Bugs within bugs, part 2

by Patrick
Publish date
7 May 2014
Comments (5)

Like any group of animals (or people), populations of bugs are susceptible to disease, pathogens and parasites. At Live Exhibits we keep our populations free from parasites, but sometimes new bugs from the wild turn out to be Trojan horses filled with unwanted guests.

Tachinid fly pupae Tachinid fly pupae, newly emerged from the abdomen of a Rainforest Mantid (Heirodula majuscula), collected from Cairns, North Queensland. These flies are always fatal to the mantid.
Image: Patrick Honan
Source: Museum Victoria

The parasites not only kill the bugs themselves, but could get into captive populations and cause havoc. Most of them are easily controlled once identified, and occasionally we can even operate to remove the parasite and allow the host to lead a long and fruitful life.

parasitic wasp larva A parasitic wasp larva being successfully removed from the abdomen of a living Olive-green Katydid (Austrosalomona falcata) collected from the wild.
Image: Alan Henderson
Source: Museum Victoria

But often this is not so successful and the first sign of something wrong is the presence of two different species within an enclosure rather than just one. When you get to recognise the signs of parasitism, it’s often difficult to find individual insects in the wild that are not parasitised.

tachinid fly larva A tachinid fly larva emerges from a wild-caught Robust Fan-winged Katydid (Psacadonotus robustus). The only indication of infection was the abnormally large abdomen of the male katydid.
Image: Melvin Patinathan
Source: Museum Victoria

One of the most insidious is the Gordian worm, named after the Gordian knot of mythology. These are long, hair-like worms up to half a metre long which begin their lives in freshwater streams attacking aquatic insects. When the aquatic host, such as a dragonfly or mayfly nymph emerges into adulthood, it leaves the stream and is caught and eaten by a spider, cricket or beetle. The worm grows within its new host, filling up the entire body cavity until the host is 95 per cent Gordian worm.

Gordian worm emerging A Gordian worm emerging from an Olive-green Katydid (Austrosalomona falcata).
Image: Alan Henderson
Source: Minibeast Wildlife

When fully fed, the worm causes its host to become thirsty to encourage it to seek out water where the worm emerges and continues its life cycle, laying more than 10 million eggs. Earlier this year Live Exhibits staff collected eight huntsmans near Cape Tribulation, North Queensland, five of which produced Gordian worms over the next few weeks.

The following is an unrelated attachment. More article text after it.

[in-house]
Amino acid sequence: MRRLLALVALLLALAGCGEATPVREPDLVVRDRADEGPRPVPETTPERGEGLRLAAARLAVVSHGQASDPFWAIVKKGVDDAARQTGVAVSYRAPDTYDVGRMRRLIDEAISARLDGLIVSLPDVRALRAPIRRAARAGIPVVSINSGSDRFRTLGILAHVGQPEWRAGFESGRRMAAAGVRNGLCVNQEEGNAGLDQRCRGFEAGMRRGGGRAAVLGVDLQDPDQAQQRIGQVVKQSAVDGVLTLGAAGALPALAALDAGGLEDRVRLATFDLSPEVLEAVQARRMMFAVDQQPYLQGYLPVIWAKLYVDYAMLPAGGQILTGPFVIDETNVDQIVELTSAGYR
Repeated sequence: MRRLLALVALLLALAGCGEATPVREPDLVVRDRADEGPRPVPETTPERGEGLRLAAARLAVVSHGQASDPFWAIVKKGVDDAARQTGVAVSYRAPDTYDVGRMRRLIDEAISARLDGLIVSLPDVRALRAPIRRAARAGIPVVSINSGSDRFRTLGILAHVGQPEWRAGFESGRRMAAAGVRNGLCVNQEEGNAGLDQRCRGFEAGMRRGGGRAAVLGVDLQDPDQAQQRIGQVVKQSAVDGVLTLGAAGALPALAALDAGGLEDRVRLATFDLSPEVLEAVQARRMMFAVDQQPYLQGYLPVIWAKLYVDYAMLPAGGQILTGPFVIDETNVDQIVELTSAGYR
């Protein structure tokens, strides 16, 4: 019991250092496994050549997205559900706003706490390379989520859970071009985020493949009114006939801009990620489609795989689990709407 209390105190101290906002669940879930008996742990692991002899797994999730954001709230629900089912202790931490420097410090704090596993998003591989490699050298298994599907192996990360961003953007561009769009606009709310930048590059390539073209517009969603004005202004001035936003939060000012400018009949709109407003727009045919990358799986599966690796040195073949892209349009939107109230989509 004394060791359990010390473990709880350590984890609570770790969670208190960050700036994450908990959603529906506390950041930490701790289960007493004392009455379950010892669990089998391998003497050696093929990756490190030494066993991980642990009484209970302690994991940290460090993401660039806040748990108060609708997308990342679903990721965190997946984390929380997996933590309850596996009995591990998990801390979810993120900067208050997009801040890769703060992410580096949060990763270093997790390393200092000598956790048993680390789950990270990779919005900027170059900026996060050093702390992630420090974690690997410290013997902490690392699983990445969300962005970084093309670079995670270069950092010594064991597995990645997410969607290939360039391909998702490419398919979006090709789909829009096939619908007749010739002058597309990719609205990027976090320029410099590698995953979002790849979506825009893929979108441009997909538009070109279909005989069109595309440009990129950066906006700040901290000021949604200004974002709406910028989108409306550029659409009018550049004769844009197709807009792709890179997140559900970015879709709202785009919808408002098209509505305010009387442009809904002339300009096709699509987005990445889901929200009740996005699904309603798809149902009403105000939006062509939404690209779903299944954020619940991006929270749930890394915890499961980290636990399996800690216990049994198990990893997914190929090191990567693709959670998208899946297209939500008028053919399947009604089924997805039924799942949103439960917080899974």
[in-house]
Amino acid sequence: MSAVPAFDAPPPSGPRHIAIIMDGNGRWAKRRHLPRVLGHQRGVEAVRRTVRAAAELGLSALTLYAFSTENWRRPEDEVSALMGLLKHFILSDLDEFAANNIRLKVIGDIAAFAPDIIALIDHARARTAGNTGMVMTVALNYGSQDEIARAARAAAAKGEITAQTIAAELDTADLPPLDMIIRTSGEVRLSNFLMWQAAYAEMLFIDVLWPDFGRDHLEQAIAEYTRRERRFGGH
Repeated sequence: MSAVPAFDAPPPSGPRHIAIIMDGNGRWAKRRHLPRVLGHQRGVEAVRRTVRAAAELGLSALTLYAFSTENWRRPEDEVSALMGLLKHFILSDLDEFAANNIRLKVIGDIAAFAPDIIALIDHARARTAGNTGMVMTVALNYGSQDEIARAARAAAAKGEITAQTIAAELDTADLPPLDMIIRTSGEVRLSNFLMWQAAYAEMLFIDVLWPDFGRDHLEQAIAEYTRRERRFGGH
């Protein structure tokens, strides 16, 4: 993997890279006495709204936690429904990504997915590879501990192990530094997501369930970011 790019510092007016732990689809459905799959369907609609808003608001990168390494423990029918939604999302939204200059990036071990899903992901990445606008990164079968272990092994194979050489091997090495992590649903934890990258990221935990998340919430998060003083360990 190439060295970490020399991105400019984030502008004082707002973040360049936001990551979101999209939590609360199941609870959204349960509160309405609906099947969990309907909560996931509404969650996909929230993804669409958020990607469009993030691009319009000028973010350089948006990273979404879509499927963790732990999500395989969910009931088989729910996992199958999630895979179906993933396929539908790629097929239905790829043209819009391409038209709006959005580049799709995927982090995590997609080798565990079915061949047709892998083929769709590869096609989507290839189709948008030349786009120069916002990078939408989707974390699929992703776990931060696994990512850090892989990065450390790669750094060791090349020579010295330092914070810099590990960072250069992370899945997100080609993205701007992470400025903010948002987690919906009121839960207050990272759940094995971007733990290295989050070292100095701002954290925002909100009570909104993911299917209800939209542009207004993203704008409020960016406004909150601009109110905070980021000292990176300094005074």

Video: A newly emerged Gordian worm and its host, Beregama cordata, from the #liveexhibits takeover of the Museum Victoria Instagram account.
Source: Patrick Honan/Museum Victoria

The relationship between parasites and their hosts is an evolutionary arms race – as hosts come up with more effective defences, the parasites evolve techniques such as behavioural modification to overcome them. This fascinatingly gruesome relationship can be the stuff of nightmares; inspiration for everything from zombies to the film Alien, proving that science is stranger than science fiction.

This is the second in pair of posts about parasites. Don't miss Bugs within bugs, part 1


Askew, R.R., 1971, Parasitic Insects, American Elsevier, USA, 316pp

CSIRO, 1990, Insects of Australia, Volume 1 & 2, Melbourne University Press, Melbourne, 1137pp

Gauld, I.D., 1984, An Introduction to the Ichneumonidae of Australia, British Museum (Natural History), UK, 413pp

Matthews, E.G. & Kitching, R.L., 1984, Insect Ecology (second edition), University of Queensland Press, Brisbane, 211pp

Comments (5)

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Rod 8 May, 2014 09:50
Delightfully gross. Thanks for this fascinating series of posts.
Rodney 9 May, 2014 15:19
These are a great series of photos that has now made me think twice about going into fresh water up North.
Simon 10 May, 2014 10:18
As always Patrick, a great read coupled with amazing photos.
brian anderson 9 August, 2014 07:56
could anyone identify this caterpiller /larve/..?
Discovery Centre 11 August, 2014 09:44
Hi Brian, if you have an image of something you would like identified please feel free to email it to discoverycentre@museum.vic.gov.au and we'll do our best.
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